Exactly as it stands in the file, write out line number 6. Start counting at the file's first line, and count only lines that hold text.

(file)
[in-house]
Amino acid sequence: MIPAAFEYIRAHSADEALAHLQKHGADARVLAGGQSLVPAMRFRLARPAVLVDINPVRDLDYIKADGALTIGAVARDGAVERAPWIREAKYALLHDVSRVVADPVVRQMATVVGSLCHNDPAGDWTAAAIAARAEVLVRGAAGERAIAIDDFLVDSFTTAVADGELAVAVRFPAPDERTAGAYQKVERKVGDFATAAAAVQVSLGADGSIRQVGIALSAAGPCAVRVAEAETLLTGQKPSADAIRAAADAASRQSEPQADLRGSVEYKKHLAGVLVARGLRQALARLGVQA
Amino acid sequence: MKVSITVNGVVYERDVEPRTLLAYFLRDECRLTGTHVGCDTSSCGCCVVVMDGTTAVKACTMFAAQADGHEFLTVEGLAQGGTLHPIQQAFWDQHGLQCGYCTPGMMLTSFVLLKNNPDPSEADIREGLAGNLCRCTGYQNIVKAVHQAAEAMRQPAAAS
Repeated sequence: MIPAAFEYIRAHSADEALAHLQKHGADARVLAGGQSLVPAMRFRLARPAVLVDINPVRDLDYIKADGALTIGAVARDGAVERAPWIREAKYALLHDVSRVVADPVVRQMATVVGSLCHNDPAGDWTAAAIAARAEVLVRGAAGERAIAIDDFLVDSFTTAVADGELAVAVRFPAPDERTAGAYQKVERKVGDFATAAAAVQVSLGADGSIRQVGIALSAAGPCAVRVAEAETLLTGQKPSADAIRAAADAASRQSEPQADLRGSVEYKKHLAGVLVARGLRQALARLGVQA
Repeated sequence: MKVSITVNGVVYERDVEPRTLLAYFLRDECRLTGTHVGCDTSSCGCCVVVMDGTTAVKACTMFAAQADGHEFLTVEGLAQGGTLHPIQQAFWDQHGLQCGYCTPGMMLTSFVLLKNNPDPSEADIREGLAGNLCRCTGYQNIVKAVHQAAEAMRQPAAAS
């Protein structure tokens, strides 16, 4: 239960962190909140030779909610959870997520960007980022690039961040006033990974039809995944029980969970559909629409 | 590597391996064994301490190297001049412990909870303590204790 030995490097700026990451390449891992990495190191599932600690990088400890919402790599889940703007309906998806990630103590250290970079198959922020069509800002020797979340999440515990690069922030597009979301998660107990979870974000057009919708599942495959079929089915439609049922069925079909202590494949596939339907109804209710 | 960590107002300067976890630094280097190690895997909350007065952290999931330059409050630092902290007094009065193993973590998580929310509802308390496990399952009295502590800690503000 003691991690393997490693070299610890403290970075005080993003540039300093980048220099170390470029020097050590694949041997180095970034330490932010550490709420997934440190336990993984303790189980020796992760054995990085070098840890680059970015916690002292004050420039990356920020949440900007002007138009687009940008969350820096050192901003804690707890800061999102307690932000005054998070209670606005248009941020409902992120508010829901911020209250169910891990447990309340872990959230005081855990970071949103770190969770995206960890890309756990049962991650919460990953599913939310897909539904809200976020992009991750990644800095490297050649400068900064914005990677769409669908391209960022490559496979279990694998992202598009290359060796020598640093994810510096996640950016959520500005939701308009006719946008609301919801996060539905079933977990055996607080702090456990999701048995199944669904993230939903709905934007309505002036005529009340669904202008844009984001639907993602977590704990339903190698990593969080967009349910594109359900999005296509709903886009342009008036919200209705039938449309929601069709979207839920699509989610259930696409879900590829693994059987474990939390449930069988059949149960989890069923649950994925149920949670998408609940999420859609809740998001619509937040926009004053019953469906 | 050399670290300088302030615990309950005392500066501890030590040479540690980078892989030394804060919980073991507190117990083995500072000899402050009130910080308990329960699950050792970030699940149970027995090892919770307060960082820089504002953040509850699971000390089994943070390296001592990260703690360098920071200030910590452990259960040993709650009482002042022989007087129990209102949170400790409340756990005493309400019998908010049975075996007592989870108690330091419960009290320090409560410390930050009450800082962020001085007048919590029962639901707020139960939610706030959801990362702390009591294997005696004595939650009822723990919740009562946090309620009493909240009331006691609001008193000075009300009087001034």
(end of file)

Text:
């Protein structure tokens, strides 16, 4: 239960962190909140030779909610959870997520960007980022690039961040006033990974039809995944029980969970559909629409 | 590597391996064994301490190297001049412990909870303590204790 030995490097700026990451390449891992990495190191599932600690990088400890919402790599889940703007309906998806990630103590250290970079198959922020069509800002020797979340999440515990690069922030597009979301998660107990979870974000057009919708599942495959079929089915439609049922069925079909202590494949596939339907109804209710 | 960590107002300067976890630094280097190690895997909350007065952290999931330059409050630092902290007094009065193993973590998580929310509802308390496990399952009295502590800690503000 003691991690393997490693070299610890403290970075005080993003540039300093980048220099170390470029020097050590694949041997180095970034330490932010550490709420997934440190336990993984303790189980020796992760054995990085070098840890680059970015916690002292004050420039990356920020949440900007002007138009687009940008969350820096050192901003804690707890800061999102307690932000005054998070209670606005248009941020409902992120508010829901911020209250169910891990447990309340872990959230005081855990970071949103770190969770995206960890890309756990049962991650919460990953599913939310897909539904809200976020992009991750990644800095490297050649400068900064914005990677769409669908391209960022490559496979279990694998992202598009290359060796020598640093994810510096996640950016959520500005939701308009006719946008609301919801996060539905079933977990055996607080702090456990999701048995199944669904993230939903709905934007309505002036005529009340669904202008844009984001639907993602977590704990339903190698990593969080967009349910594109359900999005296509709903886009342009008036919200209705039938449309929601069709979207839920699509989610259930696409879900590829693994059987474990939390449930069988059949149960989890069923649950994925149920949670998408609940999420859609809740998001619509937040926009004053019953469906 | 050399670290300088302030615990309950005392500066501890030590040479540690980078892989030394804060919980073991507190117990083995500072000899402050009130910080308990329960699950050792970030699940149970027995090892919770307060960082820089504002953040509850699971000390089994943070390296001592990260703690360098920071200030910590452990259960040993709650009482002042022989007087129990209102949170400790409340756990005493309400019998908010049975075996007592989870108690330091419960009290320090409560410390930050009450800082962020001085007048919590029962639901707020139960939610706030959801990362702390009591294997005696004595939650009822723990919740009562946090309620009493909240009331006691609001008193000075009300009087001034």